June Reading & Crime Fiction Pick of the Month

Amazing amounts of reading this month – that’s what business travel does for you! 17 books in total.

6 books in translation or foreign language – 35%

Raymond Queneau: Zazie dans le m̩tro Рabsurd and fun

Hanne  Ǿrstavik: The Blue Room – sinister and claustrophobic

Domingo Villar: Water-Blue Eyes – atmospheric and world-weary

Lena Divani: Seven Lives and One Great Love – delightful and witty

DorinFrançoise Dorin: Va voir maman, papa travaille

Way ahead of its time – this book was published in 1976 and discusses the ambivalence of motherhood, of gender inequality, of combining career ambitions and work satisfaction with parenting in a way which makes the current crop of domestic goddesses seem self-deluded and vapid. A very honest account, which makes you question your own assumptions.

untitledPaulus Hochgatterer: The Sweetness of Life

Or should that be called the ‘sadness of life’?  Highly unusual crime fiction – more of a meditation on the nature of evil, on mental illness and the darkness inherent in all of life. Perfectly captures the depression and neuralgia of small-town Austria during winter and introduces an interesting detecting duo: psychiatrist Horn and police inspector Kovacs.

1 Non- Fiction:

Summer Pierre: The Artist in the Office  – inspiring and no-nonsense

1 Paranormal Thriller:

Lauren Owen: The Quick – Victorian Gothic with vampires

2 Psychological Rollercoasters:

Tamar Cohen: The Broken – cringingly true-to-life

Miriam Toews: All My Puny Sorrows – emotionally charged

7 Additional Crime Novels (total crime this month: 53%)

DarkestHeartDan Smith: The Darkest Heart – to be reviewed on Crime Fiction Lover website; an ominous journey through the heartland of Brazil, echoes of Conrad’s ‘Heart of Darkness’

Linwood Barclay: Trust Your Eyes – unusual premise, stylish execution

D.S. Nelson: The Blake Hetherington Mysteries – charming cosy series featuring a pedantic hat-maker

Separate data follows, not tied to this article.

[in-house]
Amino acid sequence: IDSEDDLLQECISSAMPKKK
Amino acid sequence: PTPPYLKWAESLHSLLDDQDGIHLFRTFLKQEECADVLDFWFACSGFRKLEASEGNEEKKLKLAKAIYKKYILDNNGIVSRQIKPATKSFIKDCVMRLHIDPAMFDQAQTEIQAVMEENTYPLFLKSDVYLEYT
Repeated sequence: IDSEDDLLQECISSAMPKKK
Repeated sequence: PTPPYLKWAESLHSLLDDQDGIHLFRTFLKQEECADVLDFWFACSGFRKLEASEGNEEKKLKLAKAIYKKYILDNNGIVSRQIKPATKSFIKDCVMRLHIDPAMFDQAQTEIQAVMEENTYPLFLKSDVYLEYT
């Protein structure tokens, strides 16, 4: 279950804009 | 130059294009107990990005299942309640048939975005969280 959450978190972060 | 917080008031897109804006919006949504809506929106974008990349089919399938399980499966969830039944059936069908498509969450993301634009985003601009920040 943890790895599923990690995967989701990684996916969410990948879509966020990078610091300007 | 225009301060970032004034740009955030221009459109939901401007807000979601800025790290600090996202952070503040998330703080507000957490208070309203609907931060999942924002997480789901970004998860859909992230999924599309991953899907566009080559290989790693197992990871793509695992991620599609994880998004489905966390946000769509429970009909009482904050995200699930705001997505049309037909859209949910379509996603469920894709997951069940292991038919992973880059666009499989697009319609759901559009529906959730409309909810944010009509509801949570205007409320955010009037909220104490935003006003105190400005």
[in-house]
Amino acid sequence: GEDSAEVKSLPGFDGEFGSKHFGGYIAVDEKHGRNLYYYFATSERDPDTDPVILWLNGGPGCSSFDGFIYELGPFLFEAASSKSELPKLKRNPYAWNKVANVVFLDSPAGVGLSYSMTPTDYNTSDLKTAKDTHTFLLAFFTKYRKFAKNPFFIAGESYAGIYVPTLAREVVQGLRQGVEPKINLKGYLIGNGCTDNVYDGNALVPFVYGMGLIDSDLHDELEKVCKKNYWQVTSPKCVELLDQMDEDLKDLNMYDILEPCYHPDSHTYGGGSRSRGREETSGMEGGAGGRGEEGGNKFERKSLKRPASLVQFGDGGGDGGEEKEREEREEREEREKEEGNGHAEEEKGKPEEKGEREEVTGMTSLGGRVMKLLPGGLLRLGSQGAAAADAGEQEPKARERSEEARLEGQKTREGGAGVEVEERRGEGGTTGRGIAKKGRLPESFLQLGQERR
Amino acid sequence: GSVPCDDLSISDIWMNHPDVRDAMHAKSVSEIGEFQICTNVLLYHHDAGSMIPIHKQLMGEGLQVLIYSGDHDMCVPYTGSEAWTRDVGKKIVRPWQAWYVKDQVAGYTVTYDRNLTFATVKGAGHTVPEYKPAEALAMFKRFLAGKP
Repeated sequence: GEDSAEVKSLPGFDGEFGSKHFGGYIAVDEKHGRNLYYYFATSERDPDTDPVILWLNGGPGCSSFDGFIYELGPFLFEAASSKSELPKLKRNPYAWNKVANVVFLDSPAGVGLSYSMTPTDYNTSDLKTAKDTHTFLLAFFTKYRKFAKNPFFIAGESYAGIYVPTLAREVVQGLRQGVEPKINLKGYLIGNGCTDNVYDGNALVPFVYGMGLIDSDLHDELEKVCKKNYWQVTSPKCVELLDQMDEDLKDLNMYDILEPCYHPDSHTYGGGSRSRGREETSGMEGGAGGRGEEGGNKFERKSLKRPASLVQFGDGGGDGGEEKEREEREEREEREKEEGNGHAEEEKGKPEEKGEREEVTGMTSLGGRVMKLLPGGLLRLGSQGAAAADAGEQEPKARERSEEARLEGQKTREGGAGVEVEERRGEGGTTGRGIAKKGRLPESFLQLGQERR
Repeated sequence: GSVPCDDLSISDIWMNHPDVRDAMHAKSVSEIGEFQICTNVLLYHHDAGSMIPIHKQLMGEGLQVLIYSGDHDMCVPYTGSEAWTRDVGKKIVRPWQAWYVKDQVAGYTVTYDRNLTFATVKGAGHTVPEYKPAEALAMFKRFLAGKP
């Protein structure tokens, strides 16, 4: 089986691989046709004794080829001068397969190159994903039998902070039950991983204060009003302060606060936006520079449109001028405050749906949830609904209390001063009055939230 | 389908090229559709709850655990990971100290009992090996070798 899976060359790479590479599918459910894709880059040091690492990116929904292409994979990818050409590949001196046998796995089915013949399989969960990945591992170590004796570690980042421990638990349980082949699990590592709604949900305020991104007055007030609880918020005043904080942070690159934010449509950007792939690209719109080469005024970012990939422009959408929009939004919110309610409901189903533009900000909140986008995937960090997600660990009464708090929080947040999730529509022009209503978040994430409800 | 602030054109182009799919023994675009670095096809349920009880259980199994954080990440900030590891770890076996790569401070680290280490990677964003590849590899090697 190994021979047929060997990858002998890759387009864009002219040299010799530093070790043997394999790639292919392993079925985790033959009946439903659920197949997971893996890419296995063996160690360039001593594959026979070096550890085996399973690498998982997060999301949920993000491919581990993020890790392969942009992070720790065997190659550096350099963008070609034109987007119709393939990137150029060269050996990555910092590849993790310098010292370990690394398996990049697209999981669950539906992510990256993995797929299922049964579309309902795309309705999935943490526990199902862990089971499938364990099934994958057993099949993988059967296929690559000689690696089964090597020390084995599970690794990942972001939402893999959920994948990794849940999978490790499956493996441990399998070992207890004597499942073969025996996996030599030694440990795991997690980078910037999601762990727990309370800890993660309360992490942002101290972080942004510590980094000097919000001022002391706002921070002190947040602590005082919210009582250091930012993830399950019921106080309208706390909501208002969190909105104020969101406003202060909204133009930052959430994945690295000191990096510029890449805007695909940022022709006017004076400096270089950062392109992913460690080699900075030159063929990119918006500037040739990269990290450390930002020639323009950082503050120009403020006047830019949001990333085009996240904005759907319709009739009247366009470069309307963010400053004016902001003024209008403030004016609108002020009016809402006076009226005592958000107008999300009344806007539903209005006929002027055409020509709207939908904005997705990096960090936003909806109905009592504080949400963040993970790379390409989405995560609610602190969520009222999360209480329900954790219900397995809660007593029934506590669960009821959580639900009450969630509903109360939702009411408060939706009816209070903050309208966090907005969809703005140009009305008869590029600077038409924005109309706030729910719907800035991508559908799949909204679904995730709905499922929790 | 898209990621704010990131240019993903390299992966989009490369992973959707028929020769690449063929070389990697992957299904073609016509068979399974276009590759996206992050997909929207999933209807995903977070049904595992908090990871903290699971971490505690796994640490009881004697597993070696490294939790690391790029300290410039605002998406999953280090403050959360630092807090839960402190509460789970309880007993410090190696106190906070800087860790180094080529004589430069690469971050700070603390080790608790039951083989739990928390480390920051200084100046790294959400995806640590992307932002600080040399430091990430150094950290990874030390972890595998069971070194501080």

Sam Alexander: Carnal Acts – great marketing campaign, still waiting to hear who Sam Alexander is

Edward Wilson: The Whitehall Mandarin Рmore in the thoughtful Le Carr̩ mould than in the heroic American style, but at some point I will write a blog post about why I find spy thrillers in general a little disappointing

M.J. McGrath: The Boneseeker – unusual characters and locations, lovingly described

Taylor Stevens: The Innocent – a tougher than nails heroine not always acting in strictly legal fashion, trying to save a child abducted by a cult; to be reviewed on Crime Fiction Lover

 

pick of the monthPerhaps it’s inevitable that, when you go through so many books a month, you end up wading through an average books portion – books that are OK but nothing to really get excited about. This has been such a month. There were also a couple of books I really did not enjoy very much (luckily, not that many). My crime fiction pick of the month (if you haven’t yet come across this meme at Mysteries in Paradise, go check it out: a great source of recommended reads to add to your TBR list)  is probably Linwood Barclay’s Trust Your Eyes. I felt from the start that I was in the hands of a competent and elegant storyteller. For a few choice Linwood Barclay quotes from Geneva Book Fair, look here. 

 

 

 

 

It’s Grim Ooop North…*